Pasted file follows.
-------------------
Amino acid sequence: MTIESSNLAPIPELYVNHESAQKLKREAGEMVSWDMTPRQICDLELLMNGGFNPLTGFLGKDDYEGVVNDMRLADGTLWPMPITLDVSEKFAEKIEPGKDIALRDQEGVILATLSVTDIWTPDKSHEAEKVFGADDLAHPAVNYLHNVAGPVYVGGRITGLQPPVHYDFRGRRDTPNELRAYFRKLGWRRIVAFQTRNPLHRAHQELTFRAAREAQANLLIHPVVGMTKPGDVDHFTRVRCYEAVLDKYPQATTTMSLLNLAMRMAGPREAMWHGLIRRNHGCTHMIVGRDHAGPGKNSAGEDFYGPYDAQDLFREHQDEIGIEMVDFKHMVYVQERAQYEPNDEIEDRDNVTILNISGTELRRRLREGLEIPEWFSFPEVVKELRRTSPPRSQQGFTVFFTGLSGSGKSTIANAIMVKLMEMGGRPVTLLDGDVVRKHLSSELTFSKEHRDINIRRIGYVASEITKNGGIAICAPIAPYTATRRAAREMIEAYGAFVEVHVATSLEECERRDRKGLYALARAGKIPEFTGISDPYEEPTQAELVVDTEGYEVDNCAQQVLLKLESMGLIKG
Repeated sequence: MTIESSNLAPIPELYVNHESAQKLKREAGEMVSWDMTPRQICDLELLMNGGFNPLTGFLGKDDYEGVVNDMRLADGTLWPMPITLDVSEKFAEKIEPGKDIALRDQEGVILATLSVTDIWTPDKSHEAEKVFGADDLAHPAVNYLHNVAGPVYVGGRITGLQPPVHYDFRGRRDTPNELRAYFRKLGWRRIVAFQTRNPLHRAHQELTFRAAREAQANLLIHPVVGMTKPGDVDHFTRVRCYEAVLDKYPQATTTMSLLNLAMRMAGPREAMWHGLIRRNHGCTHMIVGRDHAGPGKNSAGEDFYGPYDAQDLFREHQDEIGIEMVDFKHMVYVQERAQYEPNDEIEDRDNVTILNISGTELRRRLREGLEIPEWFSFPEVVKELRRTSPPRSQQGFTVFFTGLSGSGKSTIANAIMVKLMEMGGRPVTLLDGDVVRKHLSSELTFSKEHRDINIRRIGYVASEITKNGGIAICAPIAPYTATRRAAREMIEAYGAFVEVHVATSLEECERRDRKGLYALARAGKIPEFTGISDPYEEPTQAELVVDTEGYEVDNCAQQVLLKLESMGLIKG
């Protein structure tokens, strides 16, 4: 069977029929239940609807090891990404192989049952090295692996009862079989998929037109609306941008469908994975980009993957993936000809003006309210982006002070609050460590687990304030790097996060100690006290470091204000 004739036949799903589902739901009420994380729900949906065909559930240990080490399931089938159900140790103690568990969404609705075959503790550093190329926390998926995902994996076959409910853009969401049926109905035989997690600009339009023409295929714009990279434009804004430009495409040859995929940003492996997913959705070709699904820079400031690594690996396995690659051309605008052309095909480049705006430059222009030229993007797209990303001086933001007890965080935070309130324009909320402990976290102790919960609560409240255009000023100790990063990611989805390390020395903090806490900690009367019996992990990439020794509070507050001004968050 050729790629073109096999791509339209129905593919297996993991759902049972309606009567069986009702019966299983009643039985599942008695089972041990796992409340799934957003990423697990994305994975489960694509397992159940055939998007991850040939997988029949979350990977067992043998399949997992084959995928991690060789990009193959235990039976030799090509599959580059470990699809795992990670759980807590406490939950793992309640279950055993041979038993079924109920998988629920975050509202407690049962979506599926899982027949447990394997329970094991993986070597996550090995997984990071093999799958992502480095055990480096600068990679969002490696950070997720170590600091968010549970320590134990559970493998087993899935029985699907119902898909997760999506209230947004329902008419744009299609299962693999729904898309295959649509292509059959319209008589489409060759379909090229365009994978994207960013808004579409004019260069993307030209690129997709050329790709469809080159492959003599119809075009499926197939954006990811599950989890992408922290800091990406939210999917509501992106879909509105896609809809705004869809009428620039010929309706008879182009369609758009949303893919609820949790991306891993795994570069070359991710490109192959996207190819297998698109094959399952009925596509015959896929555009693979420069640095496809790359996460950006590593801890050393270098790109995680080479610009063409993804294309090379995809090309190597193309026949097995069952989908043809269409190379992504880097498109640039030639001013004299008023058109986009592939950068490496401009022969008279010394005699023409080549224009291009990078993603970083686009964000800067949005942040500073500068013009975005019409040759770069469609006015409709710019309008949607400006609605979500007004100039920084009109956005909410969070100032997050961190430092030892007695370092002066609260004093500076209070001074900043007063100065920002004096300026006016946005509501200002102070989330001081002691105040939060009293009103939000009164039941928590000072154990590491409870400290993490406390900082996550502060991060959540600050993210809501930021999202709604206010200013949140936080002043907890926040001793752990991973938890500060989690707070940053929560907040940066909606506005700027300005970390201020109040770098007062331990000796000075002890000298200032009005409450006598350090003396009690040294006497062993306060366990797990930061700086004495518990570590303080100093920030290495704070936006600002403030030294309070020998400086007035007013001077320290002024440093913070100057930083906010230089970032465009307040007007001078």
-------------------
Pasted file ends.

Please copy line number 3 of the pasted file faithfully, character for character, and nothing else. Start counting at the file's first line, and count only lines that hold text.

């Protein structure tokens, strides 16, 4: 069977029929239940609807090891990404192989049952090295692996009862079989998929037109609306941008469908994975980009993957993936000809003006309210982006002070609050460590687990304030790097996060100690006290470091204000 004739036949799903589902739901009420994380729900949906065909559930240990080490399931089938159900140790103690568990969404609705075959503790550093190329926390998926995902994996076959409910853009969401049926109905035989997690600009339009023409295929714009990279434009804004430009495409040859995929940003492996997913959705070709699904820079400031690594690996396995690659051309605008052309095909480049705006430059222009030229993007797209990303001086933001007890965080935070309130324009909320402990976290102790919960609560409240255009000023100790990063990611989805390390020395903090806490900690009367019996992990990439020794509070507050001004968050 050729790629073109096999791509339209129905593919297996993991759902049972309606009567069986009702019966299983009643039985599942008695089972041990796992409340799934957003990423697990994305994975489960694509397992159940055939998007991850040939997988029949979350990977067992043998399949997992084959995928991690060789990009193959235990039976030799090509599959580059470990699809795992990670759980807590406490939950793992309640279950055993041979038993079924109920998988629920975050509202407690049962979506599926899982027949447990394997329970094991993986070597996550090995997984990071093999799958992502480095055990480096600068990679969002490696950070997720170590600091968010549970320590134990559970493998087993899935029985699907119902898909997760999506209230947004329902008419744009299609299962693999729904898309295959649509292509059959319209008589489409060759379909090229365009994978994207960013808004579409004019260069993307030209690129997709050329790709469809080159492959003599119809075009499926197939954006990811599950989890992408922290800091990406939210999917509501992106879909509105896609809809705004869809009428620039010929309706008879182009369609758009949303893919609820949790991306891993795994570069070359991710490109192959996207190819297998698109094959399952009925596509015959896929555009693979420069640095496809790359996460950006590593801890050393270098790109995680080479610009063409993804294309090379995809090309190597193309026949097995069952989908043809269409190379992504880097498109640039030639001013004299008023058109986009592939950068490496401009022969008279010394005699023409080549224009291009990078993603970083686009964000800067949005942040500073500068013009975005019409040759770069469609006015409709710019309008949607400006609605979500007004100039920084009109956005909410969070100032997050961190430092030892007695370092002066609260004093500076209070001074900043007063100065920002004096300026006016946005509501200002102070989330001081002691105040939060009293009103939000009164039941928590000072154990590491409870400290993490406390900082996550502060991060959540600050993210809501930021999202709604206010200013949140936080002043907890926040001793752990991973938890500060989690707070940053929560907040940066909606506005700027300005970390201020109040770098007062331990000796000075002890000298200032009005409450006598350090003396009690040294006497062993306060366990797990930061700086004495518990570590303080100093920030290495704070936006600002403030030294309070020998400086007035007013001077320290002024440093913070100057930083906010230089970032465009307040007007001078």